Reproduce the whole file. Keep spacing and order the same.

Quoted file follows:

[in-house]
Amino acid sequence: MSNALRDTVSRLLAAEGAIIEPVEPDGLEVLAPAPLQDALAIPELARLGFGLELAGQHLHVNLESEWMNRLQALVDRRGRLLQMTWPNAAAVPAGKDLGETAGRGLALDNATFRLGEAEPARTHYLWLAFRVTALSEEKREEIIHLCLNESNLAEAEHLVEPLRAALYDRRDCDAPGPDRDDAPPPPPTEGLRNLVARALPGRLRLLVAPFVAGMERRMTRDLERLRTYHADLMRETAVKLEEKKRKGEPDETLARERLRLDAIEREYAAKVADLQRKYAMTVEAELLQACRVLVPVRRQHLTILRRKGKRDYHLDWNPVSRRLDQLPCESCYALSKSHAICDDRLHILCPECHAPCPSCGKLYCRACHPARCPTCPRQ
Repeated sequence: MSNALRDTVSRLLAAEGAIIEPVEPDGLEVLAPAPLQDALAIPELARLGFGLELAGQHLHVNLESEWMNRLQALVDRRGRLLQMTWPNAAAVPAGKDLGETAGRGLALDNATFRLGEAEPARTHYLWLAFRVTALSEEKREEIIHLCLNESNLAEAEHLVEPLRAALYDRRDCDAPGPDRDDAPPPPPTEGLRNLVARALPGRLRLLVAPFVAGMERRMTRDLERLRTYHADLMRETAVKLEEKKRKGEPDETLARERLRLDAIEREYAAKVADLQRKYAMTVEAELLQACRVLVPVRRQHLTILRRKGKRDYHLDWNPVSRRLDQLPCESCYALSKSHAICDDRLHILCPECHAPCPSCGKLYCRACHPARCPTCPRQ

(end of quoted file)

[in-house]
Amino acid sequence: MSNALRDTVSRLLAAEGAIIEPVEPDGLEVLAPAPLQDALAIPELARLGFGLELAGQHLHVNLESEWMNRLQALVDRRGRLLQMTWPNAAAVPAGKDLGETAGRGLALDNATFRLGEAEPARTHYLWLAFRVTALSEEKREEIIHLCLNESNLAEAEHLVEPLRAALYDRRDCDAPGPDRDDAPPPPPTEGLRNLVARALPGRLRLLVAPFVAGMERRMTRDLERLRTYHADLMRETAVKLEEKKRKGEPDETLARERLRLDAIEREYAAKVADLQRKYAMTVEAELLQACRVLVPVRRQHLTILRRKGKRDYHLDWNPVSRRLDQLPCESCYALSKSHAICDDRLHILCPECHAPCPSCGKLYCRACHPARCPTCPRQ
Repeated sequence: MSNALRDTVSRLLAAEGAIIEPVEPDGLEVLAPAPLQDALAIPELARLGFGLELAGQHLHVNLESEWMNRLQALVDRRGRLLQMTWPNAAAVPAGKDLGETAGRGLALDNATFRLGEAEPARTHYLWLAFRVTALSEEKREEIIHLCLNESNLAEAEHLVEPLRAALYDRRDCDAPGPDRDDAPPPPPTEGLRNLVARALPGRLRLLVAPFVAGMERRMTRDLERLRTYHADLMRETAVKLEEKKRKGEPDETLARERLRLDAIEREYAAKVADLQRKYAMTVEAELLQACRVLVPVRRQHLTILRRKGKRDYHLDWNPVSRRLDQLPCESCYALSKSHAICDDRLHILCPECHAPCPSCGKLYCRACHPARCPTCPRQ